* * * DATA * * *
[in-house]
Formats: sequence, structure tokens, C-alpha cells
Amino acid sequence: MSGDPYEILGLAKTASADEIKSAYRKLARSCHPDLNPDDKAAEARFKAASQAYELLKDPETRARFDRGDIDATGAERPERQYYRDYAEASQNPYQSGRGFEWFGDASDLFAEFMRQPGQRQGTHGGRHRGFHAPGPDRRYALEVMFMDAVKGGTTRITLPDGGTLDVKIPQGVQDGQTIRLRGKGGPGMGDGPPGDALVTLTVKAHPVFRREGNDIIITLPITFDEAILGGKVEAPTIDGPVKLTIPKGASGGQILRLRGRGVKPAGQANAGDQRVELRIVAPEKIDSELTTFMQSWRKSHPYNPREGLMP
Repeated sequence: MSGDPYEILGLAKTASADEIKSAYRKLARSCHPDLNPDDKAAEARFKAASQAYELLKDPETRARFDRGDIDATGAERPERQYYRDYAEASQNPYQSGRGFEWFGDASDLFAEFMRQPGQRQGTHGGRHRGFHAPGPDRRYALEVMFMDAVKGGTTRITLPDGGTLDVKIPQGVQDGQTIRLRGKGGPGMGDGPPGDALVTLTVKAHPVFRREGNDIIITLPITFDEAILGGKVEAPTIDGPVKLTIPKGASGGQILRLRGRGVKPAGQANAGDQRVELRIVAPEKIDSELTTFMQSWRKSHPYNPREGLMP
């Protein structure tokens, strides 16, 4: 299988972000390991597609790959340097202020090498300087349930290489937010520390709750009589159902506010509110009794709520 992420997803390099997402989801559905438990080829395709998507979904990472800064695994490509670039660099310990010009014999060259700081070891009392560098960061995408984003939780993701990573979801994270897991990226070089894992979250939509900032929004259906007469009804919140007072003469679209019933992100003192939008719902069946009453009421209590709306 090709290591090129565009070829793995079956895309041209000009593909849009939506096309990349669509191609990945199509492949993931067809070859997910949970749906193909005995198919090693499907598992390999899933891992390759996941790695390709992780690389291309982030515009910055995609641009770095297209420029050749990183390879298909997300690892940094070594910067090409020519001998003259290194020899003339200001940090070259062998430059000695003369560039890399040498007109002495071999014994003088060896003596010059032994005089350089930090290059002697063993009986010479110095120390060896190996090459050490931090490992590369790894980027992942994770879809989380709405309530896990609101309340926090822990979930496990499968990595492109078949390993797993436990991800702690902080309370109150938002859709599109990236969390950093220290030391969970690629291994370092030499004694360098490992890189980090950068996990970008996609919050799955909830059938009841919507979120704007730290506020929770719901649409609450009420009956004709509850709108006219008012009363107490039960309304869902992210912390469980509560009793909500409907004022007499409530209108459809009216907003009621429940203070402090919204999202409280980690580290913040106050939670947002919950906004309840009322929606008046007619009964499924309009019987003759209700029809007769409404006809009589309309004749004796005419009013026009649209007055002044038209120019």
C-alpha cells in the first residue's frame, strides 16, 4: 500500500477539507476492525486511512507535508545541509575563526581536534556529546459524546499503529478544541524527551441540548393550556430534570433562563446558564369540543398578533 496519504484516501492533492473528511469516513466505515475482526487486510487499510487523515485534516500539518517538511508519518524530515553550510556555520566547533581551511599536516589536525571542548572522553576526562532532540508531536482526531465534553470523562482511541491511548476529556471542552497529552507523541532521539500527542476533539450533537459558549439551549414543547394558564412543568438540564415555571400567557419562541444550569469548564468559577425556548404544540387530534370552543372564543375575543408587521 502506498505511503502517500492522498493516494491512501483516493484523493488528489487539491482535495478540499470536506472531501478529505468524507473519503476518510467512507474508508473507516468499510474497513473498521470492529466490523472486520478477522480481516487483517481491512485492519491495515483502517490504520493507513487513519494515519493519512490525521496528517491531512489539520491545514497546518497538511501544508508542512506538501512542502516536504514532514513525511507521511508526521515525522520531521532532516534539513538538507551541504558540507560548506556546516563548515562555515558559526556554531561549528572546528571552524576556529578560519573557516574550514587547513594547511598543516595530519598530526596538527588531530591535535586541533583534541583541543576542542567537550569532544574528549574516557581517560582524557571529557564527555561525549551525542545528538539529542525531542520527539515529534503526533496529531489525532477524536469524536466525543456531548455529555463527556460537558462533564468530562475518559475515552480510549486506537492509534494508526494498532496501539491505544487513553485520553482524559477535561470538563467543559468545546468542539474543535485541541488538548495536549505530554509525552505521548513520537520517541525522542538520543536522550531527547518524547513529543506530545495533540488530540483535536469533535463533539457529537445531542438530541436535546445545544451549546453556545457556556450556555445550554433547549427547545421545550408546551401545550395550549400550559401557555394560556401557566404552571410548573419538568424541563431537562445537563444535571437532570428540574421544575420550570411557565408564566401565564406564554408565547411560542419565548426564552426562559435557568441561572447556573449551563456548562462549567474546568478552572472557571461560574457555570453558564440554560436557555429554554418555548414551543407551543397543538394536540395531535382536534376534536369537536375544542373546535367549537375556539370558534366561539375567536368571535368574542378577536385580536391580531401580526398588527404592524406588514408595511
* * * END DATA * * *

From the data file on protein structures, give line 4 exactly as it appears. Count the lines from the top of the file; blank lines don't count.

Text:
Repeated sequence: MSGDPYEILGLAKTASADEIKSAYRKLARSCHPDLNPDDKAAEARFKAASQAYELLKDPETRARFDRGDIDATGAERPERQYYRDYAEASQNPYQSGRGFEWFGDASDLFAEFMRQPGQRQGTHGGRHRGFHAPGPDRRYALEVMFMDAVKGGTTRITLPDGGTLDVKIPQGVQDGQTIRLRGKGGPGMGDGPPGDALVTLTVKAHPVFRREGNDIIITLPITFDEAILGGKVEAPTIDGPVKLTIPKGASGGQILRLRGRGVKPAGQANAGDQRVELRIVAPEKIDSELTTFMQSWRKSHPYNPREGLMP